"If you do not innovate, you evaporate" these are Stuart Cosgrove's opening words in his Sunday Times article today in which he argues for more ambition to grow Scotland's already impressive digital media industries.
Stuart's own considerable capacity for innovation was recently used to great effect by the economic development agency Scottish Enterprise, which asked him to chair a committee to devise a strategy for the sector. The end result, a highly readable report called Digital Inspiration, was published last week.
Digital Inspiration is very different from the typical wafflesome official document you need several cans of Red Bull to get through. It has lots of witty illustrations and makes concrete recommendations on how to grow an industry that already employs 42,000 people in high quality jobs and generates £3.16bn for the Scottish economy. Digital Inspirations sets out a series of measures to double the sector's value to £6.3bn by 2012.
One of the most striking pieces of research in "Digital Inspiration" is a graph illustrating Scotland's strengths and weakness. Scotland is brilliant at innovation and creativity. But we need a better commercial environment to build more companies and, as Stuart says: "Shorten their journey to market and increase the value they retain."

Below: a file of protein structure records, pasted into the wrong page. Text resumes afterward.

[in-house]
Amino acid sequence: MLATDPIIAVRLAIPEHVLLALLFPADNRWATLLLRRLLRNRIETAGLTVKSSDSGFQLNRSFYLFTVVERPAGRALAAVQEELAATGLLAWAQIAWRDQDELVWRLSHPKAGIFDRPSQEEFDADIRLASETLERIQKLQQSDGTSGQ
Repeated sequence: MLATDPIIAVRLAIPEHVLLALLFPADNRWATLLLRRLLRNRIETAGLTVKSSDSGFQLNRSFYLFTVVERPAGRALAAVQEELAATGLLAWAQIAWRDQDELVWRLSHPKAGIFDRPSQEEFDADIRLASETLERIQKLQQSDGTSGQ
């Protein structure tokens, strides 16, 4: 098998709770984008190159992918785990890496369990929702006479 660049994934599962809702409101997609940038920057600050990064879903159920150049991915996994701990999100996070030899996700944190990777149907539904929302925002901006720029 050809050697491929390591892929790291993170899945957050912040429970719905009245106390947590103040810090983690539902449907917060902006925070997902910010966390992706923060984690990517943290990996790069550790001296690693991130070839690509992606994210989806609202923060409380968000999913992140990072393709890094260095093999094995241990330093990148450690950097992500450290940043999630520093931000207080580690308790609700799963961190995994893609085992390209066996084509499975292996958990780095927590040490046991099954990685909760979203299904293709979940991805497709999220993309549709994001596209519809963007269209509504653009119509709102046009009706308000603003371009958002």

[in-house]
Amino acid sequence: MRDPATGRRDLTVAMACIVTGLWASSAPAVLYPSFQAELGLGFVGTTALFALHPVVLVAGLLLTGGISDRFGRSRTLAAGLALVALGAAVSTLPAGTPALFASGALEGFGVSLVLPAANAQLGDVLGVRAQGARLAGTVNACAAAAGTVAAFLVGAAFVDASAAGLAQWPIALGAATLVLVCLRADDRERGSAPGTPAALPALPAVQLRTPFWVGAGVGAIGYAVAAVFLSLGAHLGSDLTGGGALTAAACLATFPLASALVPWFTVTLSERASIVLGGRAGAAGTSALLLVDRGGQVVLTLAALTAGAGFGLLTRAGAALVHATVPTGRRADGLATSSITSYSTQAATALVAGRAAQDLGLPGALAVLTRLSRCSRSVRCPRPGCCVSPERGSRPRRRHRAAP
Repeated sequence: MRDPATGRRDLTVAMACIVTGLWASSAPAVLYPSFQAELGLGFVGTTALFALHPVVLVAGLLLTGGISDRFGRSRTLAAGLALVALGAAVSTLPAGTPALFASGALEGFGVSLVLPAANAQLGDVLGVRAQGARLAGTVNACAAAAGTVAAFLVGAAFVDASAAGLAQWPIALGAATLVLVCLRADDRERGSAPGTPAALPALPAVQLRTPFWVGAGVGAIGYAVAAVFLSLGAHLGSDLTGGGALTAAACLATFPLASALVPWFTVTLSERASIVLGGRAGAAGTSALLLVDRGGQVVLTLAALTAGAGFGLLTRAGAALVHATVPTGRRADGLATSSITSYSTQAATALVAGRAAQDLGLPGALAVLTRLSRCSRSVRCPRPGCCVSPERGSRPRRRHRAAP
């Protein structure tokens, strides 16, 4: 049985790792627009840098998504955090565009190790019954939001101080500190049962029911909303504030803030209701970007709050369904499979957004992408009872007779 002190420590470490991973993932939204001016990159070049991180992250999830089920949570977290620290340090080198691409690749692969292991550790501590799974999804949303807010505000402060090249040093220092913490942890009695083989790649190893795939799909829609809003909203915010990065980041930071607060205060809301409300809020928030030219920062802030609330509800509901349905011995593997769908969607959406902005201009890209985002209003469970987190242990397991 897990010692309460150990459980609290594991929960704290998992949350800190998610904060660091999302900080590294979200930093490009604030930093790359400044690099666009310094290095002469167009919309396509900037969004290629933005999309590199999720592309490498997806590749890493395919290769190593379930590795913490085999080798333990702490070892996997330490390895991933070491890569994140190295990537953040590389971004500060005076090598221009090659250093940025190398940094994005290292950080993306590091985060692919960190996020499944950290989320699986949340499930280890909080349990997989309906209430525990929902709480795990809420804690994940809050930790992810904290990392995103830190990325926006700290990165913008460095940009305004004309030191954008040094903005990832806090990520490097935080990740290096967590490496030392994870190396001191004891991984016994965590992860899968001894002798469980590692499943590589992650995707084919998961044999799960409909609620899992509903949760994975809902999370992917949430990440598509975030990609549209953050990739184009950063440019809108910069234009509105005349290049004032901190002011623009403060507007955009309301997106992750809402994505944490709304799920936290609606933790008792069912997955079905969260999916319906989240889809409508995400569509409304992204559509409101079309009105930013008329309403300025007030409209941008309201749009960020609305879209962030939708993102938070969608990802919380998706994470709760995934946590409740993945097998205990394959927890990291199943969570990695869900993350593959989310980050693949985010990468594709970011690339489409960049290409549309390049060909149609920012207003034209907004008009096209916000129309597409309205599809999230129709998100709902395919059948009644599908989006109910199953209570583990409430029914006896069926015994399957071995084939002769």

Alistair Darling failed to offer the games industry tax breaks similar to that for film in the Pre budget report this month. Stuart Cosgrove and Scottish Enterprise are urging the Scottish government to use the powers it already has under devolution to give tax breaks to firms in Dundee, which he calls "The Harvard of games consoles".
Politicians and the media in Scotland regularly pontificate on how public discourse should "concentrate on getting Scotland out of recession". Yet when talented, busy people offer tangible solutions such as Digital Inspiration, it doesn't get as much attention as it should. Instead we carp on about whether the First Minister was snubbed by Arnie Schwarzenegger and invent unhelpful divisions between Glasgow and Edinburgh.
So let's stop being doom sayers and become doers. It's time Scotland made, marketed and profited from our innovations - as we did in the great industrial age of shipbuilding and engineering. We should emulate the energetic Mr C who, as Channel Four's Director of Nations and Regions, won Scotland a generous share of his channel's 4iP fund to develop new media. 4iP already runs a lively on-line social network for Scottish new media professionals, 38 Minutes. You can read Stuart's own blog on 38 minutes here. As you might expect from the co-host of our funniest radio show, it is highly entertaining as well as intellectually stimulating.
NOTE: The cute illustration (the blonde girlie in tartan shorts, not Stuart silly!) is made by WeeWorld a Scottish company founded by Mike Kinsella who have now designed 30 million online avatars for kids all over the world